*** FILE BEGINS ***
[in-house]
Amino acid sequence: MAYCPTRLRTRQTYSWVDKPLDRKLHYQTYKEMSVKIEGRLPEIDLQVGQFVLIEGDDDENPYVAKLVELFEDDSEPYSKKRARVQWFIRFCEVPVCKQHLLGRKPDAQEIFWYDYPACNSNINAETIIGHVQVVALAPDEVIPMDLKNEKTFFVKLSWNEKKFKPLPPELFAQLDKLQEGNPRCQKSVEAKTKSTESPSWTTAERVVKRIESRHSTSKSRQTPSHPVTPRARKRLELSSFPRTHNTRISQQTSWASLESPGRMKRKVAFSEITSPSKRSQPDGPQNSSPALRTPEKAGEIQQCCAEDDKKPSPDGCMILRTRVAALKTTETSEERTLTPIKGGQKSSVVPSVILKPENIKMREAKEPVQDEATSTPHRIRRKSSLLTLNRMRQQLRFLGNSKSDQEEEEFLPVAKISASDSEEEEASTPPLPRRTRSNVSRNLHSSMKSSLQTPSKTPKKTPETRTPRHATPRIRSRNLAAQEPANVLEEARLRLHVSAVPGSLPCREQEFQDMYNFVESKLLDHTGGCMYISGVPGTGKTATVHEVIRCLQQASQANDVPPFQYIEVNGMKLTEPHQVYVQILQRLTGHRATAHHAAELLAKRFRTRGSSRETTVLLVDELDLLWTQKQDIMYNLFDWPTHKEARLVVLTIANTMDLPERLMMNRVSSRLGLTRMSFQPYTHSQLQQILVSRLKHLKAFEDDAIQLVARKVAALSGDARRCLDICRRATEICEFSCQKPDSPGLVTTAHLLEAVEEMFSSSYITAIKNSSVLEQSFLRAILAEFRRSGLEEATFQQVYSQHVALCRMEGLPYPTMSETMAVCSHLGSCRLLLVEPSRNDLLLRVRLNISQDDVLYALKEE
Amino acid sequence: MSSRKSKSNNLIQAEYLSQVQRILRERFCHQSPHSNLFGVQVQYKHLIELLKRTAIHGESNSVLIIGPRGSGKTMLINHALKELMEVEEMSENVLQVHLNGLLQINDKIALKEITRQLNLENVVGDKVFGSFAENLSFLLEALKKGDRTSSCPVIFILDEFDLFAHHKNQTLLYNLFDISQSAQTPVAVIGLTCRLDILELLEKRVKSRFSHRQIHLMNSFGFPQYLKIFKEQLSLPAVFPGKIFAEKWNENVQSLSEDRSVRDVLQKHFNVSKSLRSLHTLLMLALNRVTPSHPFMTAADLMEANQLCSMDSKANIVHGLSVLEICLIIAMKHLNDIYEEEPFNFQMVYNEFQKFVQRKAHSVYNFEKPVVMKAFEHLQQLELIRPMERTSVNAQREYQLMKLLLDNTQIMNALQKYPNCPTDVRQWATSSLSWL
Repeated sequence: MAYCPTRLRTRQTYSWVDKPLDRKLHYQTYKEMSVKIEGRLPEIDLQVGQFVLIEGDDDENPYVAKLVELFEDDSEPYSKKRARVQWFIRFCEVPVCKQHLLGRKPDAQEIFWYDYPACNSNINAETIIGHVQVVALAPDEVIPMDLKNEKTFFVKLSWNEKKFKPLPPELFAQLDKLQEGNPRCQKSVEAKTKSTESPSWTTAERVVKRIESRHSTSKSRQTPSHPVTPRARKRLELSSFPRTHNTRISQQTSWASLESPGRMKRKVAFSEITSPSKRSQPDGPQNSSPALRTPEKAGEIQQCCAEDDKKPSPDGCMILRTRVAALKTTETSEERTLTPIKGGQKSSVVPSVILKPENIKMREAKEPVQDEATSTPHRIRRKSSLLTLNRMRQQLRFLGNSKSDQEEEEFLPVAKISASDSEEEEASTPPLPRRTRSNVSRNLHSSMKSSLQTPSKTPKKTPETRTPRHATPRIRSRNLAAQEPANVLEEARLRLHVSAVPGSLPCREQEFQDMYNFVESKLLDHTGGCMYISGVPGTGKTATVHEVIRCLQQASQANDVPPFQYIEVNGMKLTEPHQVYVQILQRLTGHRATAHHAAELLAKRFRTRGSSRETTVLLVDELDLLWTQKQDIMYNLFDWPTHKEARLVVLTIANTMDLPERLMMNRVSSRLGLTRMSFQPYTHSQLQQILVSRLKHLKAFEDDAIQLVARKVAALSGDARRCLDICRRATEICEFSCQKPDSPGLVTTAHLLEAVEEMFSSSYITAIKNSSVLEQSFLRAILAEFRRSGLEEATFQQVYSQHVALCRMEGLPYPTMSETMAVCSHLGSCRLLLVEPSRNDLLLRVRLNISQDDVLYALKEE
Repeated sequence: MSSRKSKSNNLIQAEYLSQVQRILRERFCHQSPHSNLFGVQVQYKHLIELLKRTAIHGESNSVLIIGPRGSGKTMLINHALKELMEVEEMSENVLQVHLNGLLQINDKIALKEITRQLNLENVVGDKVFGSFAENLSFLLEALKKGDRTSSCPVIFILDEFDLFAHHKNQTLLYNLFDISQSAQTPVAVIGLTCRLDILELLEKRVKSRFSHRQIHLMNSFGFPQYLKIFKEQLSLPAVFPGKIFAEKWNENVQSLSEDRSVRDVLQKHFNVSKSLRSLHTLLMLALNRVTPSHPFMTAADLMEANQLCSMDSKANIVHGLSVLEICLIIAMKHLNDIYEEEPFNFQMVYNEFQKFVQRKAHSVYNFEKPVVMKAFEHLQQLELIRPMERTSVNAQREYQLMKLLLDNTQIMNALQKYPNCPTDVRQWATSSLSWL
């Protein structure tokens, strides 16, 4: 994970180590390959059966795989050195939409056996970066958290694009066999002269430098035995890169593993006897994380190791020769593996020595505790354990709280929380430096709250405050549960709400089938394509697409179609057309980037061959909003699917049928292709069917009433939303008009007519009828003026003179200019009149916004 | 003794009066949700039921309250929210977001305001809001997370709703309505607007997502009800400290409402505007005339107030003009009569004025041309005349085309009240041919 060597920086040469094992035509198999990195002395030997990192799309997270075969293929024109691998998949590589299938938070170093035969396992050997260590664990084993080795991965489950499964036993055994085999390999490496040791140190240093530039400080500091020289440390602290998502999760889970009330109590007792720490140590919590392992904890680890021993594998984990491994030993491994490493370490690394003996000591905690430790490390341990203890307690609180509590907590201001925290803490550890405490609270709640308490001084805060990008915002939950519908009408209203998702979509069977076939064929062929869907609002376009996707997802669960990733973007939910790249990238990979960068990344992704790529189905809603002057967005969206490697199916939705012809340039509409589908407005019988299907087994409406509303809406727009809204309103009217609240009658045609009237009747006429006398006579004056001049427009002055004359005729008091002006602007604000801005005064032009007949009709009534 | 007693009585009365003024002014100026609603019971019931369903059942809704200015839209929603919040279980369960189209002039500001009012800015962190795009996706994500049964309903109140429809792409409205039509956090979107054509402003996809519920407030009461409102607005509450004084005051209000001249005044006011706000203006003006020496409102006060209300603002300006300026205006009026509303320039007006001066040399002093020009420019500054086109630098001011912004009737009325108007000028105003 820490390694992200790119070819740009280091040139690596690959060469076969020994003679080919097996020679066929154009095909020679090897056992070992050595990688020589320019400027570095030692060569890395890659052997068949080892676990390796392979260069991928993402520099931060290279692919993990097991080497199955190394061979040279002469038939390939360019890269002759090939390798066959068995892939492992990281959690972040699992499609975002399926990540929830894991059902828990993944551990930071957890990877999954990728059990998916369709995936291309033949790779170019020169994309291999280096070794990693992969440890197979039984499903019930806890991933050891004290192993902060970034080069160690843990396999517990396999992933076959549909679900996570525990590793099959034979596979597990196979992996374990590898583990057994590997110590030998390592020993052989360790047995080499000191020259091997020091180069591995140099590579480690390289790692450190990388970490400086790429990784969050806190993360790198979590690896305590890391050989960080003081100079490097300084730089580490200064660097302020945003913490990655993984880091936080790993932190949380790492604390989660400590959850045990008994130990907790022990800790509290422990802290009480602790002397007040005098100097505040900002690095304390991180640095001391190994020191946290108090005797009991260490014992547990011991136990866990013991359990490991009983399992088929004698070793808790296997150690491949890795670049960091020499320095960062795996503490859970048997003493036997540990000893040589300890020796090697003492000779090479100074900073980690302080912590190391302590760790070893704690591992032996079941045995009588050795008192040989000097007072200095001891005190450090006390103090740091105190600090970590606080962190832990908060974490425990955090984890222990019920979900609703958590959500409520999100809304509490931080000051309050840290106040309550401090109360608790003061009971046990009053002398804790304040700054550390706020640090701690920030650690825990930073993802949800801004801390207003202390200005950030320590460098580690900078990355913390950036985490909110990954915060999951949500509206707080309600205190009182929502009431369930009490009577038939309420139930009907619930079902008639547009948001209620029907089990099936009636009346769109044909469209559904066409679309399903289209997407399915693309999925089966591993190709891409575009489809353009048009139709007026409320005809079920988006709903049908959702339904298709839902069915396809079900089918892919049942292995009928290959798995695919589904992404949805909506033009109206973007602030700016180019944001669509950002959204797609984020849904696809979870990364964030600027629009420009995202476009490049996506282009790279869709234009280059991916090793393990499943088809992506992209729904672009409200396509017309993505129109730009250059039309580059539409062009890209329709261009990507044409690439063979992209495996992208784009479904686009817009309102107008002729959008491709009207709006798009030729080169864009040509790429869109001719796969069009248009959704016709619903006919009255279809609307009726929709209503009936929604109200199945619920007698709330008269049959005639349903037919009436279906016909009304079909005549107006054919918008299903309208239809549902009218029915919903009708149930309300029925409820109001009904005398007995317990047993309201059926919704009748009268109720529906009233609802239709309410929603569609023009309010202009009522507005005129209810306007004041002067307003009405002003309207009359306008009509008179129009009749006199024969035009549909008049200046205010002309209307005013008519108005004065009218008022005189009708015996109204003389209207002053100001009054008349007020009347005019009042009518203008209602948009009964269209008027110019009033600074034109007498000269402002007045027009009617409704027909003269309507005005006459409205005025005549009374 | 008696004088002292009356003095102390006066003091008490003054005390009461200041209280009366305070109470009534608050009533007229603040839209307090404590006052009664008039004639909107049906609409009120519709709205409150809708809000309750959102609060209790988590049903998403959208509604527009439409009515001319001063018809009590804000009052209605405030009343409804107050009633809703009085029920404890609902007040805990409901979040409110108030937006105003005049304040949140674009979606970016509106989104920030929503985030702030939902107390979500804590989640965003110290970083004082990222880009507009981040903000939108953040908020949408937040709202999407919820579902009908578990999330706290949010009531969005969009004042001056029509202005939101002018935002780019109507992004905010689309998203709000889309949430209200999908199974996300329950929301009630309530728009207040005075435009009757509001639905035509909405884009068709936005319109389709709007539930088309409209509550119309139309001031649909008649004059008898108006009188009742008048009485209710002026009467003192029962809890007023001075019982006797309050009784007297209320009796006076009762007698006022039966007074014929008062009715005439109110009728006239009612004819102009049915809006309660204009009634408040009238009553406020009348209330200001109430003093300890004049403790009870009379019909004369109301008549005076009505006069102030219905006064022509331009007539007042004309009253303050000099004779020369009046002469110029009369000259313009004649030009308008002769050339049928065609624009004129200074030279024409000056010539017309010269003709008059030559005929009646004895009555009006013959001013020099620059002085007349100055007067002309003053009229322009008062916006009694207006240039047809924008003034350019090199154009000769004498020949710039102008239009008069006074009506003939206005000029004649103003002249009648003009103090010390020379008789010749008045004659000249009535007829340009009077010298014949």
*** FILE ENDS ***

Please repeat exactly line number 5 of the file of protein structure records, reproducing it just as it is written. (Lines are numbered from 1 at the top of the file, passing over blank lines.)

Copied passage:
Repeated sequence: MSSRKSKSNNLIQAEYLSQVQRILRERFCHQSPHSNLFGVQVQYKHLIELLKRTAIHGESNSVLIIGPRGSGKTMLINHALKELMEVEEMSENVLQVHLNGLLQINDKIALKEITRQLNLENVVGDKVFGSFAENLSFLLEALKKGDRTSSCPVIFILDEFDLFAHHKNQTLLYNLFDISQSAQTPVAVIGLTCRLDILELLEKRVKSRFSHRQIHLMNSFGFPQYLKIFKEQLSLPAVFPGKIFAEKWNENVQSLSEDRSVRDVLQKHFNVSKSLRSLHTLLMLALNRVTPSHPFMTAADLMEANQLCSMDSKANIVHGLSVLEICLIIAMKHLNDIYEEEPFNFQMVYNEFQKFVQRKAHSVYNFEKPVVMKAFEHLQQLELIRPMERTSVNAQREYQLMKLLLDNTQIMNALQKYPNCPTDVRQWATSSLSWL